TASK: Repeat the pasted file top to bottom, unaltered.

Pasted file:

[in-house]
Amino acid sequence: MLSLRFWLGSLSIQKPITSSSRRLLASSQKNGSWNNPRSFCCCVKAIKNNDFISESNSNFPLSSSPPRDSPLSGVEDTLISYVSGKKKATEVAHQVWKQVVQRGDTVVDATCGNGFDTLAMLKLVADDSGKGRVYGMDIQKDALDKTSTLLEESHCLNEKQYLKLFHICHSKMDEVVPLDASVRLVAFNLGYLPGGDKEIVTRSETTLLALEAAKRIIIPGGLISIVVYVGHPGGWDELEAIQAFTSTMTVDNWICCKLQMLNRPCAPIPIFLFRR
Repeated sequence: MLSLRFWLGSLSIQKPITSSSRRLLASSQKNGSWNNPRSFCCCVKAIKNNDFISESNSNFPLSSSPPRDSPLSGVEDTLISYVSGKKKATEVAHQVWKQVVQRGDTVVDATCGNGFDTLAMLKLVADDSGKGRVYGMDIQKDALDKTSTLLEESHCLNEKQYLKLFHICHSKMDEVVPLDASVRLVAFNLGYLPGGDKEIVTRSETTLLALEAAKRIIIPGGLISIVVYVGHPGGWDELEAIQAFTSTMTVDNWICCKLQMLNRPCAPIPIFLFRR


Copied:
[in-house]
Amino acid sequence: MLSLRFWLGSLSIQKPITSSSRRLLASSQKNGSWNNPRSFCCCVKAIKNNDFISESNSNFPLSSSPPRDSPLSGVEDTLISYVSGKKKATEVAHQVWKQVVQRGDTVVDATCGNGFDTLAMLKLVADDSGKGRVYGMDIQKDALDKTSTLLEESHCLNEKQYLKLFHICHSKMDEVVPLDASVRLVAFNLGYLPGGDKEIVTRSETTLLALEAAKRIIIPGGLISIVVYVGHPGGWDELEAIQAFTSTMTVDNWICCKLQMLNRPCAPIPIFLFRR
Repeated sequence: MLSLRFWLGSLSIQKPITSSSRRLLASSQKNGSWNNPRSFCCCVKAIKNNDFISESNSNFPLSSSPPRDSPLSGVEDTLISYVSGKKKATEVAHQVWKQVVQRGDTVVDATCGNGFDTLAMLKLVADDSGKGRVYGMDIQKDALDKTSTLLEESHCLNEKQYLKLFHICHSKMDEVVPLDASVRLVAFNLGYLPGGDKEIVTRSETTLLALEAAKRIIIPGGLISIVVYVGHPGGWDELEAIQAFTSTMTVDNWICCKLQMLNRPCAPIPIFLFRR